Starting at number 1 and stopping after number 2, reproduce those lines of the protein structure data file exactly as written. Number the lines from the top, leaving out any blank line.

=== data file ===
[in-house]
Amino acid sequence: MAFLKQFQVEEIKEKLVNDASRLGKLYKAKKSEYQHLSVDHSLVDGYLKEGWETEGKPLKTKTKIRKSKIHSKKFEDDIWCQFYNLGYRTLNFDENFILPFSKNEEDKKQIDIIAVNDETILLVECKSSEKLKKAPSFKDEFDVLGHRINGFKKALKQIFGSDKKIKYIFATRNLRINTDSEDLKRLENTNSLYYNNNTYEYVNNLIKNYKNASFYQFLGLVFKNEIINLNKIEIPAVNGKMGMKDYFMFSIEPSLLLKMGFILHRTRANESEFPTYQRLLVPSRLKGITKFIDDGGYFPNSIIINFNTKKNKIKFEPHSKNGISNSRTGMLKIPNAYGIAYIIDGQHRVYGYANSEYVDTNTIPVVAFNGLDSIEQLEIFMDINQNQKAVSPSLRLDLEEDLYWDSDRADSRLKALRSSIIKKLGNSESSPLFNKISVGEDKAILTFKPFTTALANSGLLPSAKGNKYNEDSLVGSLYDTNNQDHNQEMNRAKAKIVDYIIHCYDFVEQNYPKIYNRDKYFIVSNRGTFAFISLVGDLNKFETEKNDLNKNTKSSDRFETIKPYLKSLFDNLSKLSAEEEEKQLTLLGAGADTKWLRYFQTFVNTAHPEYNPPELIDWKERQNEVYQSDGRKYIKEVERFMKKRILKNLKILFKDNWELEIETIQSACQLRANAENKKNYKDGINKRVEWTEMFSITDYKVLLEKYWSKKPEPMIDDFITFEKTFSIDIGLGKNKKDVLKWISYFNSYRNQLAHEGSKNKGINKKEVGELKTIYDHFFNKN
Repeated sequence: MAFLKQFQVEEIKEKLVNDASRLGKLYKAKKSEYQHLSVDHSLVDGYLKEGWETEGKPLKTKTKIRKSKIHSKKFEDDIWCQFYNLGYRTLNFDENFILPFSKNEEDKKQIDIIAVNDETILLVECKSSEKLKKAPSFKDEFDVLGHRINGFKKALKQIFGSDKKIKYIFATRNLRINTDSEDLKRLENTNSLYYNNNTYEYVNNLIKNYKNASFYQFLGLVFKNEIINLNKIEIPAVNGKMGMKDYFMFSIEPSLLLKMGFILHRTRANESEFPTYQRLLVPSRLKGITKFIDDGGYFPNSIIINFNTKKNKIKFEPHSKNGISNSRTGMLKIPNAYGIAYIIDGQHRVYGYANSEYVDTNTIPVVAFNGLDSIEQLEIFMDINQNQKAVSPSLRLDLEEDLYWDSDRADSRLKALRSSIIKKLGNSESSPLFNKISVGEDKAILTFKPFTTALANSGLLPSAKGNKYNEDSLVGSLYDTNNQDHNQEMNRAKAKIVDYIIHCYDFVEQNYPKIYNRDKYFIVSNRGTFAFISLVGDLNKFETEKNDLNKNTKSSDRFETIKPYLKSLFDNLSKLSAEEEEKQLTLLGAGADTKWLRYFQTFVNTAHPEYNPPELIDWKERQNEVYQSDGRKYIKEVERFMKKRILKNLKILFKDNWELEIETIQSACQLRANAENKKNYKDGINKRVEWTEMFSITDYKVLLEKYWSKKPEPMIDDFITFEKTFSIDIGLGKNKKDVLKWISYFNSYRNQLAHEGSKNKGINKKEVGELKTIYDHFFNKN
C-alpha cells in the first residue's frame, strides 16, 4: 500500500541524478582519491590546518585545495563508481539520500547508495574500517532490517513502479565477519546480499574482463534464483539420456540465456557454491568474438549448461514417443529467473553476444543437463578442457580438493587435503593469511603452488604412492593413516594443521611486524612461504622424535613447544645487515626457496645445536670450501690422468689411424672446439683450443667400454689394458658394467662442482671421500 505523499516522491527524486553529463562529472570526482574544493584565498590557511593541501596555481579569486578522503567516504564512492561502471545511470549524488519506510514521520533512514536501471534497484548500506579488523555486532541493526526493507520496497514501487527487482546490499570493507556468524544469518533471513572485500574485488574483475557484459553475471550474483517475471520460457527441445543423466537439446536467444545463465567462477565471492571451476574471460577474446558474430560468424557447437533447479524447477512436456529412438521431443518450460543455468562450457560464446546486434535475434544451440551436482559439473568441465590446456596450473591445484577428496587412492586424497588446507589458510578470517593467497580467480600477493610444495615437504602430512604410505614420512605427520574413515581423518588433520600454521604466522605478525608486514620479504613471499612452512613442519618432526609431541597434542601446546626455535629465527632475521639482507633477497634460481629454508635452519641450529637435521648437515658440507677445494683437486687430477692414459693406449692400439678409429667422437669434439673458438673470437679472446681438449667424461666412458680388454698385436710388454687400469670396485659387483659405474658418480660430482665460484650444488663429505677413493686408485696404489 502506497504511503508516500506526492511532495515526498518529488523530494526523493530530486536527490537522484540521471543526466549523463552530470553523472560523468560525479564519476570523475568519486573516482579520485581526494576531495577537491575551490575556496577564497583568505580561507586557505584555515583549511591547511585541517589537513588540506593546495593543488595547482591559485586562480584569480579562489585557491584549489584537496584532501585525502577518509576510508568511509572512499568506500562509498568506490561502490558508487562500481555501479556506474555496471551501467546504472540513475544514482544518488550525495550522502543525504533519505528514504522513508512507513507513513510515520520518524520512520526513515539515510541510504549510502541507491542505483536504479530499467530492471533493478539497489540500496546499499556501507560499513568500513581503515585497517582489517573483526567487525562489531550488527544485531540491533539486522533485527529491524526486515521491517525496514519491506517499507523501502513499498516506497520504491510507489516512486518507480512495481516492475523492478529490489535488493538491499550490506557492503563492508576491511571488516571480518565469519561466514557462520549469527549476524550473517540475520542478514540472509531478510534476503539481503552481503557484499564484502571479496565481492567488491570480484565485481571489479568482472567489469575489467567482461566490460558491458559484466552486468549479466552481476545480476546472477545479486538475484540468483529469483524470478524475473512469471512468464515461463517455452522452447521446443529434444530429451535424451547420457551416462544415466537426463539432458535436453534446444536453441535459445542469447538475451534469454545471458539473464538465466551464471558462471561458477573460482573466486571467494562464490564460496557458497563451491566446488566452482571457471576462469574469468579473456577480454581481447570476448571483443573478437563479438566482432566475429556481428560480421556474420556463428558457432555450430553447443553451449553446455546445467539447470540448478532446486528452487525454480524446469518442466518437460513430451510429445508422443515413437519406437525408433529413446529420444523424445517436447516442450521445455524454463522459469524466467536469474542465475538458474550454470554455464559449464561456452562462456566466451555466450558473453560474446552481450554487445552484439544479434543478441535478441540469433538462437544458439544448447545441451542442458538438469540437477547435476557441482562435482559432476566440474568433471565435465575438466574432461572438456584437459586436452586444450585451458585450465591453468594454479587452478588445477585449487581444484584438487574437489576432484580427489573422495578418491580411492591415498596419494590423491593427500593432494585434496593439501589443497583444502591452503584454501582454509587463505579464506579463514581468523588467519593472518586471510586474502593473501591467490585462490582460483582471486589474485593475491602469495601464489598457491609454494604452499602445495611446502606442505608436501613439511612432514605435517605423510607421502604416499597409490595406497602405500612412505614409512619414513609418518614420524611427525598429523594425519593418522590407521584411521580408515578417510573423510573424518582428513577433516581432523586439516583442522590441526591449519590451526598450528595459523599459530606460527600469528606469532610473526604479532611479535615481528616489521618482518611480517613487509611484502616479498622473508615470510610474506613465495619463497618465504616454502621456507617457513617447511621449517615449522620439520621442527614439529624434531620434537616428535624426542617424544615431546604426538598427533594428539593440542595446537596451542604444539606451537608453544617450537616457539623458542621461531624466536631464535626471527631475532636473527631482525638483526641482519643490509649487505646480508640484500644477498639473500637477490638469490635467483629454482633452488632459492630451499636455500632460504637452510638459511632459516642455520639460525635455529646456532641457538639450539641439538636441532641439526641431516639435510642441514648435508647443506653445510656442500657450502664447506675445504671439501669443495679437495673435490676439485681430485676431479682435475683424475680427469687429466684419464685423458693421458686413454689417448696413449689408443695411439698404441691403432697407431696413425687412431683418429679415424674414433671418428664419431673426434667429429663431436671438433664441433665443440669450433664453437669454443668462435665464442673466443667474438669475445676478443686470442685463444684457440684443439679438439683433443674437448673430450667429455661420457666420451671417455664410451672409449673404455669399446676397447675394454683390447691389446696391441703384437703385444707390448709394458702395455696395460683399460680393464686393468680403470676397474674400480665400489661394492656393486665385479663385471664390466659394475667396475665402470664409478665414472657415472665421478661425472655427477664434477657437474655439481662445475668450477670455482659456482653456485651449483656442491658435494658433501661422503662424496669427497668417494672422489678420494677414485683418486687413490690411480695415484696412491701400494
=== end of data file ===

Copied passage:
[in-house]
Amino acid sequence: MAFLKQFQVEEIKEKLVNDASRLGKLYKAKKSEYQHLSVDHSLVDGYLKEGWETEGKPLKTKTKIRKSKIHSKKFEDDIWCQFYNLGYRTLNFDENFILPFSKNEEDKKQIDIIAVNDETILLVECKSSEKLKKAPSFKDEFDVLGHRINGFKKALKQIFGSDKKIKYIFATRNLRINTDSEDLKRLENTNSLYYNNNTYEYVNNLIKNYKNASFYQFLGLVFKNEIINLNKIEIPAVNGKMGMKDYFMFSIEPSLLLKMGFILHRTRANESEFPTYQRLLVPSRLKGITKFIDDGGYFPNSIIINFNTKKNKIKFEPHSKNGISNSRTGMLKIPNAYGIAYIIDGQHRVYGYANSEYVDTNTIPVVAFNGLDSIEQLEIFMDINQNQKAVSPSLRLDLEEDLYWDSDRADSRLKALRSSIIKKLGNSESSPLFNKISVGEDKAILTFKPFTTALANSGLLPSAKGNKYNEDSLVGSLYDTNNQDHNQEMNRAKAKIVDYIIHCYDFVEQNYPKIYNRDKYFIVSNRGTFAFISLVGDLNKFETEKNDLNKNTKSSDRFETIKPYLKSLFDNLSKLSAEEEEKQLTLLGAGADTKWLRYFQTFVNTAHPEYNPPELIDWKERQNEVYQSDGRKYIKEVERFMKKRILKNLKILFKDNWELEIETIQSACQLRANAENKKNYKDGINKRVEWTEMFSITDYKVLLEKYWSKKPEPMIDDFITFEKTFSIDIGLGKNKKDVLKWISYFNSYRNQLAHEGSKNKGINKKEVGELKTIYDHFFNKN